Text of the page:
Time Magazine: Man of the Millennium

Warrl kyree Tale'sedrin postmaster at 127.0.0.1
Fri Sep 25 01:46:27 EST 1998


Patrick Juola wrote in alt.memetics:

>In article <dbrower.906574832 at senna>,
>David Brower <dbrower at us.oracle.com> wrote:
>>Craig Burley <burley at tweedledumb.cygnus.com> writes:
>>
>>>mawarkus at t-online.de (Matthias Warkus) writes:
>>
>>>> Andy Ylikoski schrieb:
>>>> > 
>>>> > My suggestion is the head of the American Revolution, George
>>>> > Washington.  He is the man who did the most for the benefit of the
>>>> > human race.
>>>> 
>>>> Or are you implying that George Washington's leading of the American
>>>> Revolution had some other benefit than just creating the first "modern"
>>>> (this can be argued) democracy in the world?
>>>> If yes, are you suggesting that the American hegemony has done us any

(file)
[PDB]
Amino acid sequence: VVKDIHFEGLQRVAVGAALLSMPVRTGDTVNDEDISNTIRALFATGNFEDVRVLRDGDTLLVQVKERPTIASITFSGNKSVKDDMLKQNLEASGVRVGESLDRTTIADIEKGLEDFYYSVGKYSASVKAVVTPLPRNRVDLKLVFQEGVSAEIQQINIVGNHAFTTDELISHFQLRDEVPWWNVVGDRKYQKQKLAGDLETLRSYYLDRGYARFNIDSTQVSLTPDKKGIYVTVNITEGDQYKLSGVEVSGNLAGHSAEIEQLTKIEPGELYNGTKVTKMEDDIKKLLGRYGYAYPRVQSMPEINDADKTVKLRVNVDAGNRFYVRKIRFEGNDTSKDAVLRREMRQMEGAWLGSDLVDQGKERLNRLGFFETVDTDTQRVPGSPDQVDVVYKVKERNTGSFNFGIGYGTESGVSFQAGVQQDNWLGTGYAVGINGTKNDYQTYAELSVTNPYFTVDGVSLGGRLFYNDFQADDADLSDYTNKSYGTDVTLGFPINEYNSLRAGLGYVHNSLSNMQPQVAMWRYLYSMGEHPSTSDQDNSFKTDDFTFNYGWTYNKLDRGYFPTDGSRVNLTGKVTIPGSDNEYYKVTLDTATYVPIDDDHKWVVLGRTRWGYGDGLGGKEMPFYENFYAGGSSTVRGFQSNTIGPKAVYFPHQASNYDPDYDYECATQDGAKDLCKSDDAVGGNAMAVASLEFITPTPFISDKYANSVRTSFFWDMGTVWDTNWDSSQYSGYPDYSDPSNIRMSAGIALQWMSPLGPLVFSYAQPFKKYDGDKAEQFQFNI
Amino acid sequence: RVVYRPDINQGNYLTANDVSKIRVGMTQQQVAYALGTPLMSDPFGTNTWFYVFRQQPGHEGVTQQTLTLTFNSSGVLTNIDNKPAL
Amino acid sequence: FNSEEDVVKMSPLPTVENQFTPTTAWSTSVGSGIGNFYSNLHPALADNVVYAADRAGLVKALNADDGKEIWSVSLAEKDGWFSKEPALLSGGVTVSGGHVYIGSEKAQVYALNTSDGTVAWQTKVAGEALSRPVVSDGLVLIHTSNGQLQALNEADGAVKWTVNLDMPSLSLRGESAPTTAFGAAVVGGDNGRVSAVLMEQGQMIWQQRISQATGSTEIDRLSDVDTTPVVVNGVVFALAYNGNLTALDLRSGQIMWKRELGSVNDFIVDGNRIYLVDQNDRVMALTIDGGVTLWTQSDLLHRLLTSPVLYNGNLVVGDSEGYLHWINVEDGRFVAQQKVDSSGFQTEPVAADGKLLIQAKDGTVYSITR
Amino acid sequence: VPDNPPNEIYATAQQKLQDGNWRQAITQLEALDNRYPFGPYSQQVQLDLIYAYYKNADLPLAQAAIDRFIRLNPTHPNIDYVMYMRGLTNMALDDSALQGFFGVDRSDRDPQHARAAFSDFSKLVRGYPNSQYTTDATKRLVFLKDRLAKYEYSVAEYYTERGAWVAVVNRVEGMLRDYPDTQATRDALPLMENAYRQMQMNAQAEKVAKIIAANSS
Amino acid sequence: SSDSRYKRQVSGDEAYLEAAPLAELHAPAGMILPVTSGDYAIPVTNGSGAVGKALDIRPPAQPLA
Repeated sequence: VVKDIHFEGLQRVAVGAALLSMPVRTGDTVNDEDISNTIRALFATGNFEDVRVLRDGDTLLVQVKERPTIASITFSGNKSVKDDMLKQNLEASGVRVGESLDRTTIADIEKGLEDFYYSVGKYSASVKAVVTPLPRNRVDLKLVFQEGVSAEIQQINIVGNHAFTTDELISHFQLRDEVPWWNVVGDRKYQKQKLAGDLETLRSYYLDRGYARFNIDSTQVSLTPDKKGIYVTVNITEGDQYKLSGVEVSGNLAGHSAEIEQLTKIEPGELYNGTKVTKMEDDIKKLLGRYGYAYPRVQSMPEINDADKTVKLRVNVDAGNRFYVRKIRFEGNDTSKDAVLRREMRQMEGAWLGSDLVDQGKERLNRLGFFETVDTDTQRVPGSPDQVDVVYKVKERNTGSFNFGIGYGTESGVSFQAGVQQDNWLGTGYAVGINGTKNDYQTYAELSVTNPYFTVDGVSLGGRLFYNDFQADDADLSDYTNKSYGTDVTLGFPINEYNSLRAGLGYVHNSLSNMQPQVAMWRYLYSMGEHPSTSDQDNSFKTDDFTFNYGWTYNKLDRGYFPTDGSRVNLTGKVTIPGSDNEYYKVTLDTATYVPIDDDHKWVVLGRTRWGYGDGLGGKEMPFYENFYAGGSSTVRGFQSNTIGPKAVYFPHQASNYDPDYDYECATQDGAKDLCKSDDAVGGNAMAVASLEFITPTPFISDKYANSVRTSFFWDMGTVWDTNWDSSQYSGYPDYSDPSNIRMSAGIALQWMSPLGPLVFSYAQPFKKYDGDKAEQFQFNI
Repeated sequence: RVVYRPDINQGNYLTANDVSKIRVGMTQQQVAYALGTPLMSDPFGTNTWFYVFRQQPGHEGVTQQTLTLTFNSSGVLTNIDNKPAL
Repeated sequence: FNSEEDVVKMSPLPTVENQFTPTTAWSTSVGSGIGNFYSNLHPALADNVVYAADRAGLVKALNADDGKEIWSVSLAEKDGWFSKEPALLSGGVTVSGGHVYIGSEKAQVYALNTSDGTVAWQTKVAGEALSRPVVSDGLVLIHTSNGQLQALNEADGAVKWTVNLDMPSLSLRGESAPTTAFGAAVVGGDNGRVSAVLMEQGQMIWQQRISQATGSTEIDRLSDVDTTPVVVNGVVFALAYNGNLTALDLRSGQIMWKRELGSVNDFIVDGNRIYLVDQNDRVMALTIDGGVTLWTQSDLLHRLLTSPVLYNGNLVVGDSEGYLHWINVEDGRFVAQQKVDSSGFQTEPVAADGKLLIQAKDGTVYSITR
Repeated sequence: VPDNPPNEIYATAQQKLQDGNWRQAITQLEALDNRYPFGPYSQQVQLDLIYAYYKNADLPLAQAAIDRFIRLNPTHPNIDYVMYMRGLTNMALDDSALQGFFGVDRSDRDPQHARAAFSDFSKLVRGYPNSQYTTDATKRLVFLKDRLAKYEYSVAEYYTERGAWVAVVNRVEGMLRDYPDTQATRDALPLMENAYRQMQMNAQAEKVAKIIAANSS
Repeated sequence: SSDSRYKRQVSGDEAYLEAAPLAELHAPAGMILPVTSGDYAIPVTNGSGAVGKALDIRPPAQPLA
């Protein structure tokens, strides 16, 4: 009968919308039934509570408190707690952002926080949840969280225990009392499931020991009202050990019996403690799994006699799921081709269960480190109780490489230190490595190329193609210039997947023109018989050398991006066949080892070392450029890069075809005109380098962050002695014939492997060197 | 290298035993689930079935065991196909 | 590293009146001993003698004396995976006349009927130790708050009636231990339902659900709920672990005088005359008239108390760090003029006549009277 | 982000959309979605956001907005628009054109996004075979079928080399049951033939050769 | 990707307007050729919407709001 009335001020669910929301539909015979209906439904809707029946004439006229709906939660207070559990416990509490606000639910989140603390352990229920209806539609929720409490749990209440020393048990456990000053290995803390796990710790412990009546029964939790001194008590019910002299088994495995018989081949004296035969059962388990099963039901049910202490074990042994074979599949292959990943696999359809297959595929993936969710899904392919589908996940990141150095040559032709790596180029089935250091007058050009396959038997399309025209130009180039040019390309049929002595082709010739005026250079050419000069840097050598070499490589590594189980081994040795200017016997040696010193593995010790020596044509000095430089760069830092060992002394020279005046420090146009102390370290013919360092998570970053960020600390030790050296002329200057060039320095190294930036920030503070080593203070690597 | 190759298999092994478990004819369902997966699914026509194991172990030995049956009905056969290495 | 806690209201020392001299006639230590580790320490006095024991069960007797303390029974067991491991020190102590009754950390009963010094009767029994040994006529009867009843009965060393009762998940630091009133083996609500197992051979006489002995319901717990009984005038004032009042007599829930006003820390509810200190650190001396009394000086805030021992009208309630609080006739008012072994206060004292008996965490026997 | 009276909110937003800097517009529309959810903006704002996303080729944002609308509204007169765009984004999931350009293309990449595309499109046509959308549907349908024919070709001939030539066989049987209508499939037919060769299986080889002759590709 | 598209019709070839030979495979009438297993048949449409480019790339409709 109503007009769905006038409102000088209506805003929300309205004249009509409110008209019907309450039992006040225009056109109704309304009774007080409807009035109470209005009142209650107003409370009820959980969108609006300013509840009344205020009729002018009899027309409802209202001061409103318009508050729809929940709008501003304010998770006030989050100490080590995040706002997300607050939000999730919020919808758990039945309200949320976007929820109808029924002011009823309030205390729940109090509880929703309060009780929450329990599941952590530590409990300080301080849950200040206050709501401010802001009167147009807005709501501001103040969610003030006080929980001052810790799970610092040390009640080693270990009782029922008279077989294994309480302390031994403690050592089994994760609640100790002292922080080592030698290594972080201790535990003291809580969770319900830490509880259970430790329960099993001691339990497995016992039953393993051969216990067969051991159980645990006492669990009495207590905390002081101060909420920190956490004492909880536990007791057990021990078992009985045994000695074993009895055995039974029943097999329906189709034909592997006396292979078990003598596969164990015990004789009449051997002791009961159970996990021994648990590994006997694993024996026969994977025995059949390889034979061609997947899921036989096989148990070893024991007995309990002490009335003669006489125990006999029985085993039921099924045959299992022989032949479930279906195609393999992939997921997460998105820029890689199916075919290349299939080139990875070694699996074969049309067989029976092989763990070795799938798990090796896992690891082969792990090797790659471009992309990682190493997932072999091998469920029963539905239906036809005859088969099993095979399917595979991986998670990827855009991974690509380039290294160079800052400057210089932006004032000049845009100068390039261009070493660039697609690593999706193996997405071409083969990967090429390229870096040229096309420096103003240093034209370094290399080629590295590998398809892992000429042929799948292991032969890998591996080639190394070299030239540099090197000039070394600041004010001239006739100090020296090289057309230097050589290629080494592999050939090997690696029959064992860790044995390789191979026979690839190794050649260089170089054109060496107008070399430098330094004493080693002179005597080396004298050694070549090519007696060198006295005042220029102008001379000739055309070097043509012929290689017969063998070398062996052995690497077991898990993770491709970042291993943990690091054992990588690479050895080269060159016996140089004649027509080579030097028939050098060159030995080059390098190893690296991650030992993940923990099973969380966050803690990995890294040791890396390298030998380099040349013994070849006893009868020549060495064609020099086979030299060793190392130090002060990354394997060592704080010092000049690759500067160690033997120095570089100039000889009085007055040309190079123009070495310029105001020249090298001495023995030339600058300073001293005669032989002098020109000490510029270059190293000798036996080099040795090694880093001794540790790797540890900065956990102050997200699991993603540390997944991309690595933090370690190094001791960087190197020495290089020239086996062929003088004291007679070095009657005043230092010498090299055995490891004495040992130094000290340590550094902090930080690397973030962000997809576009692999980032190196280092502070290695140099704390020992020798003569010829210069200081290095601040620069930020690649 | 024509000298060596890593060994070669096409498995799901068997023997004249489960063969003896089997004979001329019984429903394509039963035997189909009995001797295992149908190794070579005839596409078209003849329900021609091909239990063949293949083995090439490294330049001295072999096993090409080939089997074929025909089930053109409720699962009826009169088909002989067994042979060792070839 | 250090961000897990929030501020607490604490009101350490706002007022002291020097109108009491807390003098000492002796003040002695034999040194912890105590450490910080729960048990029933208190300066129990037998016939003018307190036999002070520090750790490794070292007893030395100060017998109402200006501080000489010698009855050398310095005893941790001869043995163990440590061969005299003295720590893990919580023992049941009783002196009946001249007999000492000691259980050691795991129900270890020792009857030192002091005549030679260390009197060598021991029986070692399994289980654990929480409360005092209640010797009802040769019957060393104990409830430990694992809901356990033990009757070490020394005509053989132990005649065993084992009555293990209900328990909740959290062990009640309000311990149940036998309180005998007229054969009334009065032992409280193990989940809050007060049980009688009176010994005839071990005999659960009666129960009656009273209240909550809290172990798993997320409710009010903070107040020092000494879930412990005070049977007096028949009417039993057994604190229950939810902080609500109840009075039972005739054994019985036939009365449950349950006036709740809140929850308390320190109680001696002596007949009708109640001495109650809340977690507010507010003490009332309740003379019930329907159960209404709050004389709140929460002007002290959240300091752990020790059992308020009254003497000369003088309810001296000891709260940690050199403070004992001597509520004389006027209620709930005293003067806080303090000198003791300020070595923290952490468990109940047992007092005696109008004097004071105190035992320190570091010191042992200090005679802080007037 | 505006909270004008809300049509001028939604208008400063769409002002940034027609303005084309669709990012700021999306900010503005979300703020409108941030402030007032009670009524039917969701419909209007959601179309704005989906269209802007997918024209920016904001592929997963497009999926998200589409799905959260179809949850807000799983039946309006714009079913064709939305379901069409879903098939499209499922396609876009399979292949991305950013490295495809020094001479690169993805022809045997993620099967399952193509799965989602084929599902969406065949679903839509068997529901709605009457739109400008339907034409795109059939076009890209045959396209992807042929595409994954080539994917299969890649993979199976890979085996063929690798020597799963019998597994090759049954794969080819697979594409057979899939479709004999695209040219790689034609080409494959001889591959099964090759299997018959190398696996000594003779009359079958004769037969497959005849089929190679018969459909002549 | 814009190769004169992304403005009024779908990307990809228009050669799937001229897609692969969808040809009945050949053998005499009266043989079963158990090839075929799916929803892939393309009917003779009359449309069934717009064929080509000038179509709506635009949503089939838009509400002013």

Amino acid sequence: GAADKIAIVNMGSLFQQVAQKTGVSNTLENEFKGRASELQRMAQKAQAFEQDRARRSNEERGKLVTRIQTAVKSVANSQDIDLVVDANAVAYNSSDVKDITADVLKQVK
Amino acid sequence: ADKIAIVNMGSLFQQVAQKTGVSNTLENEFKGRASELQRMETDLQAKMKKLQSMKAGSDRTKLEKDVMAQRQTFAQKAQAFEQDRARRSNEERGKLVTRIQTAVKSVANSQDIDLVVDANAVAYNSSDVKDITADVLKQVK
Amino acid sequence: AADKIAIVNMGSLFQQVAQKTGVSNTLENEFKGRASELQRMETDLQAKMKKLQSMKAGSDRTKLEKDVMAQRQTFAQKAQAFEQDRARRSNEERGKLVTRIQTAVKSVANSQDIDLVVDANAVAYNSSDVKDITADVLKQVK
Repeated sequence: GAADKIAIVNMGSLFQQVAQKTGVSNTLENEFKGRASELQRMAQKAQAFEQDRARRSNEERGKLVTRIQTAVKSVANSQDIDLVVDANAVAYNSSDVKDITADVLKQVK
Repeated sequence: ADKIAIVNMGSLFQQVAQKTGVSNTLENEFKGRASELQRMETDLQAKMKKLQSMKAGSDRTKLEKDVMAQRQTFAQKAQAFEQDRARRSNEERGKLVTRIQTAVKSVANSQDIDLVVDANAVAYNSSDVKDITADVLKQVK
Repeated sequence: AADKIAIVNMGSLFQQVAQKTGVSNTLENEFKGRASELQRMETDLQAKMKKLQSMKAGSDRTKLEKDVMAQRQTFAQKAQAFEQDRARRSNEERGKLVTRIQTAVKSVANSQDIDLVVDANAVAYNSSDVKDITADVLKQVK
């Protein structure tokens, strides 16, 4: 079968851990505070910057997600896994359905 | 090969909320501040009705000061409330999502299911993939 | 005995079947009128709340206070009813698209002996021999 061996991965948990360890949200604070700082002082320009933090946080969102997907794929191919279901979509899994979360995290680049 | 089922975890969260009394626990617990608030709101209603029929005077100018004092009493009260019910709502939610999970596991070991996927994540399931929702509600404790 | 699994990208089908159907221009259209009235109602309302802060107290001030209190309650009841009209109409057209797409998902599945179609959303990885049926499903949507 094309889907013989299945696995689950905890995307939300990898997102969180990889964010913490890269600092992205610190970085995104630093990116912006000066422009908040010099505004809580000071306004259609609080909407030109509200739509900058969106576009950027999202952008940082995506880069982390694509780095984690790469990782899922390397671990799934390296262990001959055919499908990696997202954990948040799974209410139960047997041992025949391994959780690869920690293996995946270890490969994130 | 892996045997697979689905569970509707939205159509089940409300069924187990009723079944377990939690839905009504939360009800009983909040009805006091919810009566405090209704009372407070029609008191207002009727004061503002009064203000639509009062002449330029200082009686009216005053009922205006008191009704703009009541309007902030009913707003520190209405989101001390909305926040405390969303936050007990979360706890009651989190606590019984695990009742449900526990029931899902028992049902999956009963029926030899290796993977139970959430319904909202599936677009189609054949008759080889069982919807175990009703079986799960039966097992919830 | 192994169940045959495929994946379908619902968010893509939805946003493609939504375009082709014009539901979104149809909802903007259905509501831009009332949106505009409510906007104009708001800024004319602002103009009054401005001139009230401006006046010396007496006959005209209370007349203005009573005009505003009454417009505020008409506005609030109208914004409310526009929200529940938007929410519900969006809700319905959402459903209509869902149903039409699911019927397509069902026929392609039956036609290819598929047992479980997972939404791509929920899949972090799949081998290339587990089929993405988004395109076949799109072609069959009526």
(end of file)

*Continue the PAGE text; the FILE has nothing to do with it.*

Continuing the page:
>>>> good?
>>
>>I'd be hard pressed to say there was any 'American hegemony' until
>>about 1945.
>
>The Monroe Doctrine dates back to the early 1800s; I'd say that it's
>as clear an expression of the ideal of American hegemony as anything
>can be in history.  

The Monroe Doctrine basically declared sympathy toward (but not
necessarily support for) movements in Central and South America for
independence from European powers, plus active support to protect any
independent nations in that area from re-conquest by said European
powers.

So long as the Europeans were not involved, the United States under
the Monroe Doctrine was not particularly interested in the rest of the
hemisphere.

The US's commitments under the Monroe Doctrine could be entirely
fulfilled by naval force.  The United States had demonstrated its
ability to effectively wage naval warfare (plus limited shock-troop
land actions) at a great distance beginning in 1801.

To me, that doesn't seem like much of a hegemony.

>And what does this have to do with AI?

THAT is a truly good question.

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